The mainstream news routinely including a person who is professing that terrorist attacks cannot change our (U.S.) way of life! The person, usually a white, middle aged, man, proclaims that we must live our lives, keep our habits, and not “let the terrorists win!” I suspect my definition of “terrorists” is more expansive than his.

My 88-year-old father now refuses to attend the Saturday matinee for fear of being shot.

The most piercing uproar and outcry is for - what to do. Thankfully, the counter-narrative is coming on strong. Organizations like #blacklivesmatter and the Samuel Proctor Conference, led by Dr. Iva Carruthers, are diligently, systemically, and effectively working on the issues of violence, corruption and white supremacy in thoughtful, strategic and transformative ways. These organizations are calling us to empathy, compassion, and justice so we all might live and our babies yet-to-be-born might know safety.

As a Drew faculty person, I am thankful for Drew graduates who are on the front lines of the 2016 fight, the 2016 journey toward compassion. An exemplar from Drew is the Rev. Dr. William Barber, II, the President of the North Carolina State Conference of the NAACP and the National NAACP Chair of the Legislative Political Action Committee. When I think of Bill and his tireless work I know I do not teach in vain. Bill’s activism and public theology is shaped, not in spite of his theological education, but by his theological education.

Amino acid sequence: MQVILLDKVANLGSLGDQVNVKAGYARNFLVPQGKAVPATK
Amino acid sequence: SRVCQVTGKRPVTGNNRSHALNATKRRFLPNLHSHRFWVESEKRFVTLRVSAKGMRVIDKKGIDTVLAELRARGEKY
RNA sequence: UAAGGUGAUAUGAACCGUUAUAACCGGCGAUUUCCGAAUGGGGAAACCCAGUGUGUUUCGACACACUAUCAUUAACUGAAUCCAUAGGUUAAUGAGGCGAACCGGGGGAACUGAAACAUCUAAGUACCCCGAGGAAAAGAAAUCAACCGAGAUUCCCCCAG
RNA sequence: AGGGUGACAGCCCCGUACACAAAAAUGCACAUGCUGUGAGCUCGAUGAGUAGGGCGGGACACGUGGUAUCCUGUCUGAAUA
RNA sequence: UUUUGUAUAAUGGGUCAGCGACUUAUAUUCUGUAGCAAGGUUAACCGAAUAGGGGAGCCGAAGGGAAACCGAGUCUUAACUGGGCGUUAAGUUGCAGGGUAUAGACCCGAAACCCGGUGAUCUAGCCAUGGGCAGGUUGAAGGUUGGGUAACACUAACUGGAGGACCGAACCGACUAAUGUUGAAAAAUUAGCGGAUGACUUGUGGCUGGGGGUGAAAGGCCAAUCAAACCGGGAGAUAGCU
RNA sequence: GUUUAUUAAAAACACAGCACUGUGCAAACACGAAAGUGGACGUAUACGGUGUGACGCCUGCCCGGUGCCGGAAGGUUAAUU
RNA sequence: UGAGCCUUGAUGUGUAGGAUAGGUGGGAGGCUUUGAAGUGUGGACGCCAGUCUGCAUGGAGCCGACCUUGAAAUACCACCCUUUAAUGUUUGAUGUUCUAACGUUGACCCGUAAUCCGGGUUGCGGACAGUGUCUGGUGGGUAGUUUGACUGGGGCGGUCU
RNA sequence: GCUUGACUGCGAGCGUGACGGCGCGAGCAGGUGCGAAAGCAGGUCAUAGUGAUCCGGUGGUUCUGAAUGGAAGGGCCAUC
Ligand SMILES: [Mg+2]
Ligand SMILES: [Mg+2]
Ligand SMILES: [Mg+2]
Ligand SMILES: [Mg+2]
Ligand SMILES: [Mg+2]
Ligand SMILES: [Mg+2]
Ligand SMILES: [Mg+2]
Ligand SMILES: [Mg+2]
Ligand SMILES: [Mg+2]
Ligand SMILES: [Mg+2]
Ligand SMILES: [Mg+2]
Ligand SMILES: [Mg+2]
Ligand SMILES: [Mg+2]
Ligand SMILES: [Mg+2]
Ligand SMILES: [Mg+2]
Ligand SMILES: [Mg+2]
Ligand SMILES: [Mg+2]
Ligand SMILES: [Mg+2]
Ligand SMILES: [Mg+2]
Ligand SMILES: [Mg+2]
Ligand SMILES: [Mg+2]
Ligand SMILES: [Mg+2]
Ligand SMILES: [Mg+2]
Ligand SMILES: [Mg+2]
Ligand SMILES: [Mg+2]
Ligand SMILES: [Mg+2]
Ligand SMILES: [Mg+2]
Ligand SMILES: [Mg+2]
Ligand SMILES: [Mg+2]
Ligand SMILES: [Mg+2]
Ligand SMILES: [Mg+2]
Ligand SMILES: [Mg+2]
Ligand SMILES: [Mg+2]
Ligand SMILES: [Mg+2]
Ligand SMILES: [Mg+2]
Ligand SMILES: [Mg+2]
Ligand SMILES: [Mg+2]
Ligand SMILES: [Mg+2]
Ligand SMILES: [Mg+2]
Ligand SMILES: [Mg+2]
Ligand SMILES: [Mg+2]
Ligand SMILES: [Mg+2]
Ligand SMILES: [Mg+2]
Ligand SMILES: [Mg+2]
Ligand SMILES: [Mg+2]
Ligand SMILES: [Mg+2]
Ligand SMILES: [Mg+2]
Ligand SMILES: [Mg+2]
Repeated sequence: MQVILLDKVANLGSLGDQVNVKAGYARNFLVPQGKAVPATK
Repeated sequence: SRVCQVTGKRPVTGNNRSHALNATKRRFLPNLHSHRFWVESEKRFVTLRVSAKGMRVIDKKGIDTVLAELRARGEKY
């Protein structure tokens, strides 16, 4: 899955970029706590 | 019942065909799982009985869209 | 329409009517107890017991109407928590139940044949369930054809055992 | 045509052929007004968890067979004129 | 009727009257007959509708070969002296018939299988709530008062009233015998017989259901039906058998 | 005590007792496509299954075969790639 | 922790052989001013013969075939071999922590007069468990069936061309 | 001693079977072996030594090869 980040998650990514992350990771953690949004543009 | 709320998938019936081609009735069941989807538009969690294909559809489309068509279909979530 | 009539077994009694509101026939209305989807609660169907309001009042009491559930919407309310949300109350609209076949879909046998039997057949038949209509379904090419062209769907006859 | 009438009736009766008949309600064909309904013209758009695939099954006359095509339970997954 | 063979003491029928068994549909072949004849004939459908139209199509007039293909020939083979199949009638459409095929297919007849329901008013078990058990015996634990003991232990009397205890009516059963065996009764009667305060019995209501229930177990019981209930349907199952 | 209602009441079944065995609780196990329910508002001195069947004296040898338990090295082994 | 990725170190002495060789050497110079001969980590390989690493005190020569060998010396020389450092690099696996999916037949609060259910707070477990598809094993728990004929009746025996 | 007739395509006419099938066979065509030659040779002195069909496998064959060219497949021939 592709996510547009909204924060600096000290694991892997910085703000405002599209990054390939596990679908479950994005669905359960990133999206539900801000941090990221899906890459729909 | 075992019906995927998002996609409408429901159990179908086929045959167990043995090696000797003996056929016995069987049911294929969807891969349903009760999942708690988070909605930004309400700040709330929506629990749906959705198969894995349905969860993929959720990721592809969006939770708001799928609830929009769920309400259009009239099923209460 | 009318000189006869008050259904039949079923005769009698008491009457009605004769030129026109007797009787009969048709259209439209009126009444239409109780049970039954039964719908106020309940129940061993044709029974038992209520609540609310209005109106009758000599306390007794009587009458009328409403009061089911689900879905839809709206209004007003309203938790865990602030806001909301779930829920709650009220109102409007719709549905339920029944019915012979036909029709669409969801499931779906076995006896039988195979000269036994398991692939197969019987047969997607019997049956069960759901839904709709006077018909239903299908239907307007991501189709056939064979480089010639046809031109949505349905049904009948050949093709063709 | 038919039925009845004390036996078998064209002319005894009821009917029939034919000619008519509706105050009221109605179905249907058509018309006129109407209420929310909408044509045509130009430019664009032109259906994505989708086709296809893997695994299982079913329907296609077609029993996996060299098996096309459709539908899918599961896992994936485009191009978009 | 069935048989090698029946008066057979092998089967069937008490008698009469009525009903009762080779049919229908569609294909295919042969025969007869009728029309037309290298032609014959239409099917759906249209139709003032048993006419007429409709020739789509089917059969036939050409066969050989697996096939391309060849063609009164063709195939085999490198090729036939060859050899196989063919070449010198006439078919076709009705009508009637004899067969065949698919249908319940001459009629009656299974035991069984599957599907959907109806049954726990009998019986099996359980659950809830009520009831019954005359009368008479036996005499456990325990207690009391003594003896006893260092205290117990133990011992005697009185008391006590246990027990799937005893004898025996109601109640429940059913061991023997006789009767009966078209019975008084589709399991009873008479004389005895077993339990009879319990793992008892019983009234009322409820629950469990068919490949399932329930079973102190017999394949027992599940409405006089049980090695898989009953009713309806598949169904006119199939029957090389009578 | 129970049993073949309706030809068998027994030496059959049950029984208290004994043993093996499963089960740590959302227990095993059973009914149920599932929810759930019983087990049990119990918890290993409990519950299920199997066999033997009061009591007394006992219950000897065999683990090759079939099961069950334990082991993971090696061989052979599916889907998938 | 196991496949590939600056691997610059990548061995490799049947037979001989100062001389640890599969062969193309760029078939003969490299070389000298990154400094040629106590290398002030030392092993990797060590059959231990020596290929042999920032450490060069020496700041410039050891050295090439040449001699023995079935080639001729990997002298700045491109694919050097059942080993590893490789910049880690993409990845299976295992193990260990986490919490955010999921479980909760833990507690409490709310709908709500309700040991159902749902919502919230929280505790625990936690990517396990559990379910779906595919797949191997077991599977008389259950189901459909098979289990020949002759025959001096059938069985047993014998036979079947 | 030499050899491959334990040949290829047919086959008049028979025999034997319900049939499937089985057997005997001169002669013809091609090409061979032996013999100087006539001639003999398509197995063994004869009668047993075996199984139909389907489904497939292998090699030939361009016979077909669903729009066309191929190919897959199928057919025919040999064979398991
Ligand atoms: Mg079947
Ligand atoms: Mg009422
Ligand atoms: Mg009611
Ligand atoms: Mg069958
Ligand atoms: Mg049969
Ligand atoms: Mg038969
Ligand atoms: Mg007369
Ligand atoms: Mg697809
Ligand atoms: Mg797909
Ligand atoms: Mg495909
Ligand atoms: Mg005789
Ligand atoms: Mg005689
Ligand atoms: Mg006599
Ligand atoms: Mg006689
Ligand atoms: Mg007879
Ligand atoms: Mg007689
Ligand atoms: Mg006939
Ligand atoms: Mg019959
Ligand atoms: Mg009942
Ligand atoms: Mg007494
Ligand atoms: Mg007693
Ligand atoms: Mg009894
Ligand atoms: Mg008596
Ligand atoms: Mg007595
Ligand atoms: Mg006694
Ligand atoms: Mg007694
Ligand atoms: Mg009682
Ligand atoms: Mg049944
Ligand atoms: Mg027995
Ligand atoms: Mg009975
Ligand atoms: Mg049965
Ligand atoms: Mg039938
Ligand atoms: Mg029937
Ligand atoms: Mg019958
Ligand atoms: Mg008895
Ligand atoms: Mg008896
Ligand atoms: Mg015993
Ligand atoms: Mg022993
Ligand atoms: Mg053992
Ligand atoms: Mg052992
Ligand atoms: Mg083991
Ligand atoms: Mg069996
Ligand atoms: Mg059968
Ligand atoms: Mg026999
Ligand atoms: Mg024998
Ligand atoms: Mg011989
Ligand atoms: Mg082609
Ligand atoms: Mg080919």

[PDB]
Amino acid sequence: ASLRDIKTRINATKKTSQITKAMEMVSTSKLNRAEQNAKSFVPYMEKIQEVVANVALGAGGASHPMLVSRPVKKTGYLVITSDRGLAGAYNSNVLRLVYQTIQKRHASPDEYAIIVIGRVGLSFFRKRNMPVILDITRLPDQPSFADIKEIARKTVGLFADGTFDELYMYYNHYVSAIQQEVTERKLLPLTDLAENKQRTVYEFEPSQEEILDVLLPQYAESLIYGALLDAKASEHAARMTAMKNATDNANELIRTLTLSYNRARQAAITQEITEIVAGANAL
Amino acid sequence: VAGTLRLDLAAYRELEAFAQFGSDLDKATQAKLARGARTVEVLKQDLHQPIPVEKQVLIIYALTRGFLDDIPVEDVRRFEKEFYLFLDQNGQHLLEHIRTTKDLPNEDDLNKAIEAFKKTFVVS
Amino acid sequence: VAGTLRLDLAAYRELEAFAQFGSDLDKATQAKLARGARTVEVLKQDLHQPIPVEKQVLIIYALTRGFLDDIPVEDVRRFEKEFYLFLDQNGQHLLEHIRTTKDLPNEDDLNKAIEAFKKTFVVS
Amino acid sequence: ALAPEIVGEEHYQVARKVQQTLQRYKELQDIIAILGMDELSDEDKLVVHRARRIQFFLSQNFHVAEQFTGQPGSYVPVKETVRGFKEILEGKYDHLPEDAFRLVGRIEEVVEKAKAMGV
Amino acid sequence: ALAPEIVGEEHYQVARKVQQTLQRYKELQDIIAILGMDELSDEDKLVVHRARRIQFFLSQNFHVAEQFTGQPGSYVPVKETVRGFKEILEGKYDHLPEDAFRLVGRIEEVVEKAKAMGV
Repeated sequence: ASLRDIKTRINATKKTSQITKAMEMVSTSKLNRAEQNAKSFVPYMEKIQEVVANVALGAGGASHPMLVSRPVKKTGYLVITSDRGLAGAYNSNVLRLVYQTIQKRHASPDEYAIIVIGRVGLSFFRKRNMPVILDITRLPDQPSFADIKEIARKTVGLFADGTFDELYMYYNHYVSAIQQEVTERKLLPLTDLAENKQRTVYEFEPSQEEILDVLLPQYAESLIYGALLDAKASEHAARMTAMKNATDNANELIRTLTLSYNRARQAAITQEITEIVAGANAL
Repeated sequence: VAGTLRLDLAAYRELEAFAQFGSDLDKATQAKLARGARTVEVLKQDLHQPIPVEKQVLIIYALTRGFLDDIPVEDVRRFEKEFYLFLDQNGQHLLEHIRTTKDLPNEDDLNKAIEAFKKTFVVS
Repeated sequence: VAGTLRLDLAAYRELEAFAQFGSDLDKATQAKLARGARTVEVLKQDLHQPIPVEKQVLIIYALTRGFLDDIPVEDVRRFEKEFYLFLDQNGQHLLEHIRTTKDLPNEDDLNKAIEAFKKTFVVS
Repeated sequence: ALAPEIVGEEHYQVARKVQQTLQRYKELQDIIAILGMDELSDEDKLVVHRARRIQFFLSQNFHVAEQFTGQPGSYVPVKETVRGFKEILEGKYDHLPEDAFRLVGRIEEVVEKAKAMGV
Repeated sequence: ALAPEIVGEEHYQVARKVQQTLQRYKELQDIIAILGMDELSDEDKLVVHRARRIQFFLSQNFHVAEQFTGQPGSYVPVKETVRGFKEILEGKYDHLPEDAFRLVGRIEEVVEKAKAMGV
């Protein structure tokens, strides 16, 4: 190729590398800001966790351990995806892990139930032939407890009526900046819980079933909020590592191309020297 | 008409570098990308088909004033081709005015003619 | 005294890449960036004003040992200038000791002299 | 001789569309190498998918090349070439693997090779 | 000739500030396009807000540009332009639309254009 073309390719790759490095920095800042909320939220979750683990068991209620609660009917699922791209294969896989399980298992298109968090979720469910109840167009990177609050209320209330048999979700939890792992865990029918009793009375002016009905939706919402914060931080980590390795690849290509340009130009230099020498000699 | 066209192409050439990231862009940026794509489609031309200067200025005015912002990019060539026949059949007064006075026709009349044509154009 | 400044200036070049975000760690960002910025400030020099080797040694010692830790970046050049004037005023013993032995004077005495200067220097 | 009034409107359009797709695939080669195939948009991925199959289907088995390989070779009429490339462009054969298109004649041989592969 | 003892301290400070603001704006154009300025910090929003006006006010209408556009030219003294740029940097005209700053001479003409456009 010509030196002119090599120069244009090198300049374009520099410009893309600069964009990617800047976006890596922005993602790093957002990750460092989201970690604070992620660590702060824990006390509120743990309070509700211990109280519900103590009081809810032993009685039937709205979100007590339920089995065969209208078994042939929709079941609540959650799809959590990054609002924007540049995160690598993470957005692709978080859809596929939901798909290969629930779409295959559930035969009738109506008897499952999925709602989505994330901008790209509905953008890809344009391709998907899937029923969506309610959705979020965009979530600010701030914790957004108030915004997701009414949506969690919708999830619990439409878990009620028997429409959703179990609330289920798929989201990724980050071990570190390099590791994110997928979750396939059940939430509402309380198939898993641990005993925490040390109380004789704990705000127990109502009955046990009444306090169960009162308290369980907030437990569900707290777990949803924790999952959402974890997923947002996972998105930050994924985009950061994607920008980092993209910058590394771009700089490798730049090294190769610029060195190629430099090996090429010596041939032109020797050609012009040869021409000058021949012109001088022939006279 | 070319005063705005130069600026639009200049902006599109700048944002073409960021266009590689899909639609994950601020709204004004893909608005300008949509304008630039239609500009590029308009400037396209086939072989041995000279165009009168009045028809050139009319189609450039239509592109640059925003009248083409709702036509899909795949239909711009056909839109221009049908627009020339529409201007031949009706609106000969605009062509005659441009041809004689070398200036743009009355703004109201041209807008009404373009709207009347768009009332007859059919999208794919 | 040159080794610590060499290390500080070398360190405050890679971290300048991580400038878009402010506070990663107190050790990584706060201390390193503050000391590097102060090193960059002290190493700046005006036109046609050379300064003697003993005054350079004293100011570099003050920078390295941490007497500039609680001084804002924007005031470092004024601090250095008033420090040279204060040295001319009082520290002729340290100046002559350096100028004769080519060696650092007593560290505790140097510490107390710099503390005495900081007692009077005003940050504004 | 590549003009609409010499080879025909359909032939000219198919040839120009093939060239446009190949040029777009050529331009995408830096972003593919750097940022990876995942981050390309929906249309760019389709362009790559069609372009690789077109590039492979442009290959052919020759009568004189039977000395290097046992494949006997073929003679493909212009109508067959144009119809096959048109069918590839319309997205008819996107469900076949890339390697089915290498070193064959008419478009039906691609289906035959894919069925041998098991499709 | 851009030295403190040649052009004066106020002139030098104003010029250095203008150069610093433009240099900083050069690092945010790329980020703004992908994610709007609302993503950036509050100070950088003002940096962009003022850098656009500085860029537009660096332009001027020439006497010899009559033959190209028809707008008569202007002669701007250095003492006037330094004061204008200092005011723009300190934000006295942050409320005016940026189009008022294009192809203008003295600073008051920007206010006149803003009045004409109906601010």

With discipline and faith, I tell myself to gather myself – I have to, with intention, keep myself grounded. I force myself to stretch beyond myself.

My impulse, like so many of us, given the events of violence across the world, is TO DO SOMETHING! When I quiet myself and take a breath I re-purpose myself to commit to teach as a service of justice. I am convinced we must marshal our smartnesses/our best minds, our most creative spirits, our best innovators to solve the problems of violence, racism, militarism – which, if unchecked, will kill us.

My fears are allayed when I think of gathering with my students in the fall semester. Embedded in my course content (explicitly or implicitly) is my yearning for them to be change agents. I believe to teach well is to instill in students the ability to discern work which is meaningful, work which is transformative, work which yields compassion and empathy for the stranger. I am looking forward to challenging my students to exercise and hone their abilities to think deeply, to think imaginatively, and to think with their hearts about new ways of being in the world.